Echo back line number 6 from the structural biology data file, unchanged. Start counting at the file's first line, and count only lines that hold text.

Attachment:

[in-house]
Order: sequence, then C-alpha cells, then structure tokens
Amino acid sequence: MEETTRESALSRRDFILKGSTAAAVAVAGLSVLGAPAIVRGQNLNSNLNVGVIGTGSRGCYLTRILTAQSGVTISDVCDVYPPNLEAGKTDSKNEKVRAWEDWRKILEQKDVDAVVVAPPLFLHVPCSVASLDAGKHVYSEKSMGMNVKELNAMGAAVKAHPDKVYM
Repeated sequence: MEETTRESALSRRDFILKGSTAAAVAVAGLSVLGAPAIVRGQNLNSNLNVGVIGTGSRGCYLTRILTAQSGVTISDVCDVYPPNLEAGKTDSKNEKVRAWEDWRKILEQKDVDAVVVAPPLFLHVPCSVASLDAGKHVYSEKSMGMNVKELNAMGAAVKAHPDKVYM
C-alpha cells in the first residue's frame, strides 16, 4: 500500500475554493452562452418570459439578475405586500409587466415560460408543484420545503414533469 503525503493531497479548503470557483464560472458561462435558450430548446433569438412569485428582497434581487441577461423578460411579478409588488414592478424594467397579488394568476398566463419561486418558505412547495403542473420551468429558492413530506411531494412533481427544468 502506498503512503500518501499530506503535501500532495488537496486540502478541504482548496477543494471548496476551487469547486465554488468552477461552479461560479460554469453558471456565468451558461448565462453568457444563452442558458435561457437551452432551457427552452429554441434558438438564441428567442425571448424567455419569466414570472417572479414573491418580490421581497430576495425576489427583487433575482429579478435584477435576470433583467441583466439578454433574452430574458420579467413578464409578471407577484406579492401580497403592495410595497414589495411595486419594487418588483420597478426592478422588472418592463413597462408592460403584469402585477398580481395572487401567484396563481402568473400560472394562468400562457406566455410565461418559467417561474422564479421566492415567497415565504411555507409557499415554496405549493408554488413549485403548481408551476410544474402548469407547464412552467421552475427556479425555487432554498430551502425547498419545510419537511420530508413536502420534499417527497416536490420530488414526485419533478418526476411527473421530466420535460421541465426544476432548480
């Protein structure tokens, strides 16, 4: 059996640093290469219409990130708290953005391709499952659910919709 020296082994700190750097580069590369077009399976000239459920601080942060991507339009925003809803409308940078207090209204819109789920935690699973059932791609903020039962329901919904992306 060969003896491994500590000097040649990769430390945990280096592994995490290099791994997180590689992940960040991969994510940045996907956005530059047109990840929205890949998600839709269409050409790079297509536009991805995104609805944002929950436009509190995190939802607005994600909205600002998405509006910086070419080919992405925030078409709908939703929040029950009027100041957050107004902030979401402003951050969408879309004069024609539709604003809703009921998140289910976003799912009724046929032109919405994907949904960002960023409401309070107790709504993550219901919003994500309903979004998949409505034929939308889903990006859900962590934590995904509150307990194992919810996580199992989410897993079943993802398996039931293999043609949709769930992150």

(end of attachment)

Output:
């Protein structure tokens, strides 16, 4: 059996640093290469219409990130708290953005391709499952659910919709 020296082994700190750097580069590369077009399976000239459920601080942060991507339009925003809803409308940078207090209204819109789920935690699973059932791609903020039962329901919904992306 060969003896491994500590000097040649990769430390945990280096592994995490290099791994997180590689992940960040991969994510940045996907956005530059047109990840929205890949998600839709269409050409790079297509536009991805995104609805944002929950436009509190995190939802607005994600909205600002998405509006910086070419080919992405925030078409709908939703929040029950009027100041957050107004902030979401402003951050969408879309004069024609539709604003809703009921998140289910976003799912009724046929032109919405994907949904960002960023409401309070107790709504993550219901919003994500309903979004998949409505034929939308889903990006859900962590934590995904509150307990194992919810996580199992989410897993079943993802398996039931293999043609949709769930992150």